Combat itself, whilst much more simplified (there is no cross referencing Strength and Toughness to see how easy it is to wound a creature), actually feels more like a swirling melee than previously. Models are no longer locked in rank and can make pile in move to drive further into an opponent’s formation. Removing casualties and using these moves can also be used tactically, in order to keep other enemies from attacking, or even drawing other combatants in.

Mini

Common complaints are the lack of interaction between models – your hit and wound rolls do not reflect what you are attacking. True – but a unit’s resistance to damage is now measured by its armour save and number of wounds, which have been increased across the board. This has also allowed the game to make allowances for gradual weakening of larger creatures – the more wounds it suffers, the slower it moves and the less effective its attacks become.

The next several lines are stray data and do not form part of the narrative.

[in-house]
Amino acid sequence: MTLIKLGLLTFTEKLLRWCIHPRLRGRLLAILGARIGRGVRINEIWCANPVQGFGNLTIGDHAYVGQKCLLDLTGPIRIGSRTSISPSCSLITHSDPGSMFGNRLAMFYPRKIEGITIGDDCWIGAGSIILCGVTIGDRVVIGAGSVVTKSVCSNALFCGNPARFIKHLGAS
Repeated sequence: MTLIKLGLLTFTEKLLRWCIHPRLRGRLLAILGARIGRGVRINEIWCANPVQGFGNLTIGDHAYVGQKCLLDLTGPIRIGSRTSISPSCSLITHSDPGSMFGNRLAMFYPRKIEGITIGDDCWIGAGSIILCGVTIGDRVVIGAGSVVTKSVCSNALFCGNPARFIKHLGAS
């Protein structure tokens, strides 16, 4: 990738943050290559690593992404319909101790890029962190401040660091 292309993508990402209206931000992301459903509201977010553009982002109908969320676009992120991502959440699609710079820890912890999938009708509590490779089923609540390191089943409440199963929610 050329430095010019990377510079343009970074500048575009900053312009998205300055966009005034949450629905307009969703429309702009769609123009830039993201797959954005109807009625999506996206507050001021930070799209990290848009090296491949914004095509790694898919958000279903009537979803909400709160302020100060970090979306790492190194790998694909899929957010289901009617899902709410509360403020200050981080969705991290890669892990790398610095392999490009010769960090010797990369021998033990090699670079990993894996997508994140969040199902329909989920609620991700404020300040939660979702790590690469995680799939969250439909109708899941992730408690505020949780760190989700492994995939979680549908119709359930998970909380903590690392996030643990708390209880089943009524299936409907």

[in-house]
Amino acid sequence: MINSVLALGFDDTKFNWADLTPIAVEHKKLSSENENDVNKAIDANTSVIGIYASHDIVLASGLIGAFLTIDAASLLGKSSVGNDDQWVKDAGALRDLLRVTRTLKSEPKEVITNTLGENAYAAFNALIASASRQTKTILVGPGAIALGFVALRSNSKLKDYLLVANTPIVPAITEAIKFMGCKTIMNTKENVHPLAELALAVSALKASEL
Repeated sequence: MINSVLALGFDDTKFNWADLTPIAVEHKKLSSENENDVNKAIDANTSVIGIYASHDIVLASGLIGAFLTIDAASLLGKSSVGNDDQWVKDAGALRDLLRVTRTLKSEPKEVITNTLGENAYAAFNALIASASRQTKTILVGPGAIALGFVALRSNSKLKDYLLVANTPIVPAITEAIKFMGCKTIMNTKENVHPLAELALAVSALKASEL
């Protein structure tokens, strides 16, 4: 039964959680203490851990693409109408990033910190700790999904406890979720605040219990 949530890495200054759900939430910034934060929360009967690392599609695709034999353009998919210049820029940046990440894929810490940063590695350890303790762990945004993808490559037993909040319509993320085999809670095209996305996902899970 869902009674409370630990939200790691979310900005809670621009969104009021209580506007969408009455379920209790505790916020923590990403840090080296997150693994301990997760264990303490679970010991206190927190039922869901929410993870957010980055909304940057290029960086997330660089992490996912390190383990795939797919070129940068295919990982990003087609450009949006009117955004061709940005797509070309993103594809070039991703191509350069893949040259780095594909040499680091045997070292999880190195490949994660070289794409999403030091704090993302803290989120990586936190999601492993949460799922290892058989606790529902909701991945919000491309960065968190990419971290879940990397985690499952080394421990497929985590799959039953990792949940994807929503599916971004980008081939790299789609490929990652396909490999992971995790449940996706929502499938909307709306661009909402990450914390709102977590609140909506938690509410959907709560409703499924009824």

Yes – the magic system has been much simplified and I do miss the Faustian nature of the old Winds of Magic. What I do not miss, however, is the possible game changing impact of getting a single spell successfully case. Magic is still very damaging, often causing mortal wounds (damage that armour cannot save against), but it is limited in its impact.